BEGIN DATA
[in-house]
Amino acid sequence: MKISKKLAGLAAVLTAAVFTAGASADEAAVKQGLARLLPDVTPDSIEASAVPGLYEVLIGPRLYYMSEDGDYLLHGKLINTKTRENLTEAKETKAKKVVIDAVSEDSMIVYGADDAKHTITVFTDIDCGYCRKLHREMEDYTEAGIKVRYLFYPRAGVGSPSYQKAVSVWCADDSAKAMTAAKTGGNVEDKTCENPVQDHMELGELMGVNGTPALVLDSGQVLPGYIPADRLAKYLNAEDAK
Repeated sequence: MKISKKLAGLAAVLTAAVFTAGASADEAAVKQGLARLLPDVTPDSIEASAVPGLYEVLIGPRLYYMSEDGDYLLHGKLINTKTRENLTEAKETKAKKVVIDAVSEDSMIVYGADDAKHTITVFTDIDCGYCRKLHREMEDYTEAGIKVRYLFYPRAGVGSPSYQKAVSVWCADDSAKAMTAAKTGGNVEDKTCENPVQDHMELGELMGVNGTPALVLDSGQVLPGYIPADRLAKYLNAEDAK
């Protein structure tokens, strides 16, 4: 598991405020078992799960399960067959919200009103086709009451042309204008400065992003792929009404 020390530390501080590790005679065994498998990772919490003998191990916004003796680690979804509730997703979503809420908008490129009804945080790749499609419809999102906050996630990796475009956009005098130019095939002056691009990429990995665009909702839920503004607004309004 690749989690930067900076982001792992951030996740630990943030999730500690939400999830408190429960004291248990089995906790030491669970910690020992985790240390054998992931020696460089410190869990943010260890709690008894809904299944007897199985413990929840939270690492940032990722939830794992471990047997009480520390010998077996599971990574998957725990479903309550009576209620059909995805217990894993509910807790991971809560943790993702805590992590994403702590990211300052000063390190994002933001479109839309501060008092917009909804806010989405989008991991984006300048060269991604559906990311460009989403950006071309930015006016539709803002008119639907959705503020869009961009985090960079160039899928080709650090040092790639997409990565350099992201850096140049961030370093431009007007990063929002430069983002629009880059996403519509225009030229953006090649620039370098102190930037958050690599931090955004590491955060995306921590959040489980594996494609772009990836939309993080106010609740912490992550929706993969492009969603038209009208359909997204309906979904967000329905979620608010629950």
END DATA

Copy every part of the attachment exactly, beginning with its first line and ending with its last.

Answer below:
[in-house]
Amino acid sequence: MKISKKLAGLAAVLTAAVFTAGASADEAAVKQGLARLLPDVTPDSIEASAVPGLYEVLIGPRLYYMSEDGDYLLHGKLINTKTRENLTEAKETKAKKVVIDAVSEDSMIVYGADDAKHTITVFTDIDCGYCRKLHREMEDYTEAGIKVRYLFYPRAGVGSPSYQKAVSVWCADDSAKAMTAAKTGGNVEDKTCENPVQDHMELGELMGVNGTPALVLDSGQVLPGYIPADRLAKYLNAEDAK
Repeated sequence: MKISKKLAGLAAVLTAAVFTAGASADEAAVKQGLARLLPDVTPDSIEASAVPGLYEVLIGPRLYYMSEDGDYLLHGKLINTKTRENLTEAKETKAKKVVIDAVSEDSMIVYGADDAKHTITVFTDIDCGYCRKLHREMEDYTEAGIKVRYLFYPRAGVGSPSYQKAVSVWCADDSAKAMTAAKTGGNVEDKTCENPVQDHMELGELMGVNGTPALVLDSGQVLPGYIPADRLAKYLNAEDAK
């Protein structure tokens, strides 16, 4: 598991405020078992799960399960067959919200009103086709009451042309204008400065992003792929009404 020390530390501080590790005679065994498998990772919490003998191990916004003796680690979804509730997703979503809420908008490129009804945080790749499609419809999102906050996630990796475009956009005098130019095939002056691009990429990995665009909702839920503004607004309004 690749989690930067900076982001792992951030996740630990943030999730500690939400999830408190429960004291248990089995906790030491669970910690020992985790240390054998992931020696460089410190869990943010260890709690008894809904299944007897199985413990929840939270690492940032990722939830794992471990047997009480520390010998077996599971990574998957725990479903309550009576209620059909995805217990894993509910807790991971809560943790993702805590992590994403702590990211300052000063390190994002933001479109839309501060008092917009909804806010989405989008991991984006300048060269991604559906990311460009989403950006071309930015006016539709803002008119639907959705503020869009961009985090960079160039899928080709650090040092790639997409990565350099992201850096140049961030370093431009007007990063929002430069983002629009880059996403519509225009030229953006090649620039370098102190930037958050690599931090955004590491955060995306921590959040489980594996494609772009990836939309993080106010609740912490992550929706993969492009969603038209009208359909997204309906979904967000329905979620608010629950």